The New York Public Library has calculated the most checked out books of all time: NPR

Children in the Bronx visit a book mobile from the New York Public Library in the 1950s.

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Children in the Bronx visit a book mobile from the New York Public Library in the 1950s.

New York public library

The New York Public Library has been borrowing books for a long time – the institution will be 125 this year.

To celebrate this, the library has dug into its archives and calculated a list of the 10 books that have been checked most in history.

The most wanted book? The Snowy Day by Ezra Jack Keats.

The Caldecott Medal-winning story of a young boy’s encounter with snow has been checked 485,583 times from the NYPL since it was published in 1962.

It shares qualities with many of the other most borrowed titles: the beautifully illustrated book has been around for a long time, it is well known and loved and it is available in different languages.

“It’s such a relatable story and pure magic for both children and adults,” said Andrew Medlar, director of the BookOps selection team at the library, in a statement. “It’s on people’s radar screens, they remember when they first heard it, and they want to share that experience with their children. And the illustrations are just beautiful.”

The 1962 classic The Snowy Day by Ezra Jack Keats has been checked out more often than any other book in the history of the New York Public Library.

Jonathan Blanc / The New York Public Library


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Jonathan Blanc / The New York Public Library

The 1962 classic The Snowy Day by Ezra Jack Keats has been checked out more often than any other book in the history of the New York Public Library.

Jonathan Blanc / The New York Public Library

Children’s books form a large part of the list. That is not surprising – short books can be read faster and are returned faster. Even the more mature books on the list, such as 1984 and To Kill A Mockingbird, are quite slim.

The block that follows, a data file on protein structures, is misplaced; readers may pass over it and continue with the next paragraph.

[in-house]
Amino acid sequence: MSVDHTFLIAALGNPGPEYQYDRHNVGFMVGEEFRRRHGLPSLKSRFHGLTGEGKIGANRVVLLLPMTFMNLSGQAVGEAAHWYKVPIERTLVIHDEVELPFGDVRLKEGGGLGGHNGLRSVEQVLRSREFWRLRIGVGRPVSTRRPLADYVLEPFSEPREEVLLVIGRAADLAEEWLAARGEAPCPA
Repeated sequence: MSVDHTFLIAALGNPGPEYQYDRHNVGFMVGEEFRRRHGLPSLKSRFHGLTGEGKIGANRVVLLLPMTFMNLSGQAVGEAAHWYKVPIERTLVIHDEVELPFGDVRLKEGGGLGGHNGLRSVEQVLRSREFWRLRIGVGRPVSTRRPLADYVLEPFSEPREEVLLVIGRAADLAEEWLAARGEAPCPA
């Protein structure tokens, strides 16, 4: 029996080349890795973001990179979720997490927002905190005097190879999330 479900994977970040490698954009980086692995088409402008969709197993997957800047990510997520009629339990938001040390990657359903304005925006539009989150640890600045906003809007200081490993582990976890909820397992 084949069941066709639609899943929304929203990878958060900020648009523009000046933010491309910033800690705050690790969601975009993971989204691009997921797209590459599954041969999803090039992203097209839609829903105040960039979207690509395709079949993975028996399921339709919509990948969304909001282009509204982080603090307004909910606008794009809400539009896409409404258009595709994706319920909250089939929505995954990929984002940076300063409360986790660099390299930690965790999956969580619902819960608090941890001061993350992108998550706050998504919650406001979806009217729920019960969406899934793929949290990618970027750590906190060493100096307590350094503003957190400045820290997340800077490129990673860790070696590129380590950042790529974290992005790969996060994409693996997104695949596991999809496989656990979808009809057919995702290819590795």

There is only one non-fiction book on the list: How To Win Friends and Influence People by Dale Carnegie. The self-help juggernaut was published in 1936.

The library has also been awarded an “honorable mention” to Goodnight Moon by Margaret Wise Brown. That book was perhaps a contender for the first place, but NYPL children’s librarian Anne Carroll Moore loved the 1947 book so little that the library only carried it in 1972. … for now.

Here are the top 10:

  1. The Snowy Day by Ezra Jack Keats: 485,583 checkout
  2. Dr. The Cat in the Hat Seuss: 469,650 cash registers
  3. 1984 by George Orwell: 441,770 cash registers
  4. Where the Wild Things Are by Maurice Sendak: checkout 436,016
  5. To kill a Mockingbird by Harper Lee: 422,912 cash registers
  6. Charlotte’s Web by E.B. White: 337,948 cash registers
  7. Fahrenheit 451 by Ray Bradbury: 316,404 cash registers
  8. Friends and influence of people win through Dale Carnegie: 284,524 cash registers
  9. Harry Potter and the Sorcerer’s Stone by J.K. Rowling: checkout 231,022
  10. The Very Hungry Caterpillar by Eric Carle: 189,550 cash registers

Children are in the library of Chatham Square on the Lower East Side of Manhattan in 1911.

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Children are in the library of Chatham Square on the Lower East Side of Manhattan in 1911.

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Only one book on the list is completely recent: the first Harry Potter novel, published in the US in 1998. The library says that the Sorcerer’s Stone and subsequent Rowling wizard’s stories are always popular, but they regularly experience spikes in circulation when new editions or films are released.

Books about current events turn out to be popular from year to year. The best cash register at the library in 2019 was Becoming, the autobiography of Michelle Obama.

The all-time list contains many titles that people read and cherish and that they want to share with their children.

“The books on this list have gone beyond generations and, just like the library itself, are just as relevant as when they first arrived,” said NYPL Chairman Anthony W. Marx. “This list tells us something about New Yorkers in the past 125 years – what moves them, what excites them, stands the test of time.”